Editorial: Witness for Justice - Power in Numbers
Written by Kelly Burd
October 21, 2011

A few years ago, Lending Tree ran a commercial featuring a man showcasing his great life; he had a four bedroom house in a nice community, a new car, swimming pool and the likes. “How do I do it?” he asked. “I'm in debt up to my eyeballs. I can barely pay my finance charges. Somebody help me!” The ad is effective because it taps into the personal shame and secrecy that people experience when they incur debt and have a hard time paying it off. When I first saw it, I couldn't help but wonder how many people silently struggle behind a fac╠žade of financial success.

Now I think of that commercial as I watch the masses take on Wall Street and what it represents. Consumer debt is a widespread reality, but Occupy Wall Street somehow captures the backstory. It offers a prophetic word about how corporate culture and greed managed to bamboozle us into believing they have proprietary rights to the American Dream. Corporations have bought our politicians, usurped the power our democracy intended for the people, and taken our money. And our silence and shame has made the victims look like the problem – until now. For those in the thick of the struggle for social justice who have fretted about the apathy of our nation, these images of streets bursting with people taking back their power is a beauty to behold.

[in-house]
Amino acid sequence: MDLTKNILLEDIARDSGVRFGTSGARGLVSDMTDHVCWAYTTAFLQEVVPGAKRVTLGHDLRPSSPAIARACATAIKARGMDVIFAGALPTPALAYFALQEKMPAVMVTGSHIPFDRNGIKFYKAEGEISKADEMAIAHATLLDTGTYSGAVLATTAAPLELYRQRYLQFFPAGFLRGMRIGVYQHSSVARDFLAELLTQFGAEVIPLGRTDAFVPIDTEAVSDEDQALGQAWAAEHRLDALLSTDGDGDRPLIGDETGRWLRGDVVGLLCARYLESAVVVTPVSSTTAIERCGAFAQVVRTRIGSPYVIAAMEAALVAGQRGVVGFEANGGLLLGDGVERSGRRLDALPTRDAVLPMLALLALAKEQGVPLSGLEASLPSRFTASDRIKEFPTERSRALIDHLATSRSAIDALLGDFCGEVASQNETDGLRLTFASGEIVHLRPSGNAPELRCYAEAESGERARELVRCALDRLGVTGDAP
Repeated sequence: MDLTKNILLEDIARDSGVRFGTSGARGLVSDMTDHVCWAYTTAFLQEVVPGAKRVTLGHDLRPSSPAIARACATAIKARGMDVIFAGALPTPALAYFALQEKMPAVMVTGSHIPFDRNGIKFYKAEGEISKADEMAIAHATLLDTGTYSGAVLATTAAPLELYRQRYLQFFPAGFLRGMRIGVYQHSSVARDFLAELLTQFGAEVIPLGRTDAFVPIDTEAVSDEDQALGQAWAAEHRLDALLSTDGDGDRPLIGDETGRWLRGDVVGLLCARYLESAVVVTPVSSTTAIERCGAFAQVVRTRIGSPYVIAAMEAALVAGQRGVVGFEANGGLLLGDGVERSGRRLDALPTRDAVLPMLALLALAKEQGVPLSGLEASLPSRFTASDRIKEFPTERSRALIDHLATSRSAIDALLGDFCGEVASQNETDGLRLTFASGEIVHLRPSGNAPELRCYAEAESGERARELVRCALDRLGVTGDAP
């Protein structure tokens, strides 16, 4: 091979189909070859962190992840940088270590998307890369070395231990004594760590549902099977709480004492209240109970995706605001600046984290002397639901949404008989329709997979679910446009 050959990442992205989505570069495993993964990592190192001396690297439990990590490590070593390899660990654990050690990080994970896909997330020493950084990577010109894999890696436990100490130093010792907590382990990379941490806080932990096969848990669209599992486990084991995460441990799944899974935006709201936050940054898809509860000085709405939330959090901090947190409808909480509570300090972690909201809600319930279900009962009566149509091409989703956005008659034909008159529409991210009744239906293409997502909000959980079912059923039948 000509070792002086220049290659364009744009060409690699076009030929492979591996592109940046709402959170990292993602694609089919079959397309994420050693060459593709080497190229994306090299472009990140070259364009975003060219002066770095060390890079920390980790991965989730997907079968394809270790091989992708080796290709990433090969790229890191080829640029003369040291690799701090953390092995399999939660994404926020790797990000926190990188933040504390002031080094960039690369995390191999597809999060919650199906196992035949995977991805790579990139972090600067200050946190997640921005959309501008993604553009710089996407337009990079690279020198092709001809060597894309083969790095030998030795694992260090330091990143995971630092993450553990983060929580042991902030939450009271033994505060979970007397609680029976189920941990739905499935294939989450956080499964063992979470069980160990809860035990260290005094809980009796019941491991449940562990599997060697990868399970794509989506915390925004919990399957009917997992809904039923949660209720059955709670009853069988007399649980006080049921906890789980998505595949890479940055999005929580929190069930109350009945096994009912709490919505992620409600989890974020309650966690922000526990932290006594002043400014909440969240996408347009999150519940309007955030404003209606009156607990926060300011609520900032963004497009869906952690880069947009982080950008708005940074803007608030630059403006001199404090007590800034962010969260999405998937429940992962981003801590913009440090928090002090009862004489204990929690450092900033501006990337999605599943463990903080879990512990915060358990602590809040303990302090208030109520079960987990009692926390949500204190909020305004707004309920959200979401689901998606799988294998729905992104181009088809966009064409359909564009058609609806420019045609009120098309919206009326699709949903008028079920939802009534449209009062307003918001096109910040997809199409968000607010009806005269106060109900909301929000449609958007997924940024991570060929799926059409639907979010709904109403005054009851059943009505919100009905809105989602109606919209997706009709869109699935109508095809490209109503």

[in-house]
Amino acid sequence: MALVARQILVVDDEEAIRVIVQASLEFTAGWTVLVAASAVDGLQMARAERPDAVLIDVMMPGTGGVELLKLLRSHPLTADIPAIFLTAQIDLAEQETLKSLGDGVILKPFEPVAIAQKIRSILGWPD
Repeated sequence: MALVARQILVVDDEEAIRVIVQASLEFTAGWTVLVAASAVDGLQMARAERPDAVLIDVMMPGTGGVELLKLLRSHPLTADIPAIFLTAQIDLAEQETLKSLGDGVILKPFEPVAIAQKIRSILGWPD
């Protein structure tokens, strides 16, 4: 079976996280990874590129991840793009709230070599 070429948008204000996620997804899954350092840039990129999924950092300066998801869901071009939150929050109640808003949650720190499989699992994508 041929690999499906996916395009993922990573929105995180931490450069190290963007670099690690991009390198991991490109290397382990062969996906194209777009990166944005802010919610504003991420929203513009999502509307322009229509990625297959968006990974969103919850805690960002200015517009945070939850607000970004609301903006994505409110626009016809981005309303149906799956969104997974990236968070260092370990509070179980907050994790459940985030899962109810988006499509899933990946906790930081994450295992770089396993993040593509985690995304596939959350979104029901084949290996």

In just over a month, what began as Occupy Wall Street has become a global movement. Media coverage has grown over the past month as the numbers have swelled and Occupy moved from local to global. The movement offers a place for people who are fed up with a myriad of social ills: lost jobs; foreclosed homes; the ongoing war; the struggle for affordable health care; and the chipping away at collective bargaining rights, just to name a few. If a big chunk of the discontented 99 Percent is in the streets, building power and amplifying voices, it feels as if the rest are watching live via social media and wondering how to join the party.

I pray that the Occupy movement is proving to ordinary people that we can each contribute to social change. We each have a story and a voice and a vote. We matter. Our problems matter, and we're not the only ones faced with them. Wherever our location, we have the ability to be witnesses for justice together, exercising our power with our wallets, our voices, our votes, our bodies in the street and our presence online. United, we become the people we've been waiting for.

Witness for Justice (WFJ) is a weekly editorial opinion column for public distribution which identifies timely or urgent justice issues. WFJ is a theologically based perspective founded on historic commitment to justice and peace of the United Church of Christ.  Witness for Justice is intended to engage readers and encourage prophetic witness and action.  Check out the latest issues of WFJ or sign up to receive weekly issues in your inbox.


Rev. Kelly Jean Burd
Minister for Leadership Development
700 Prospect Ave.
Cleveland,Ohio 44115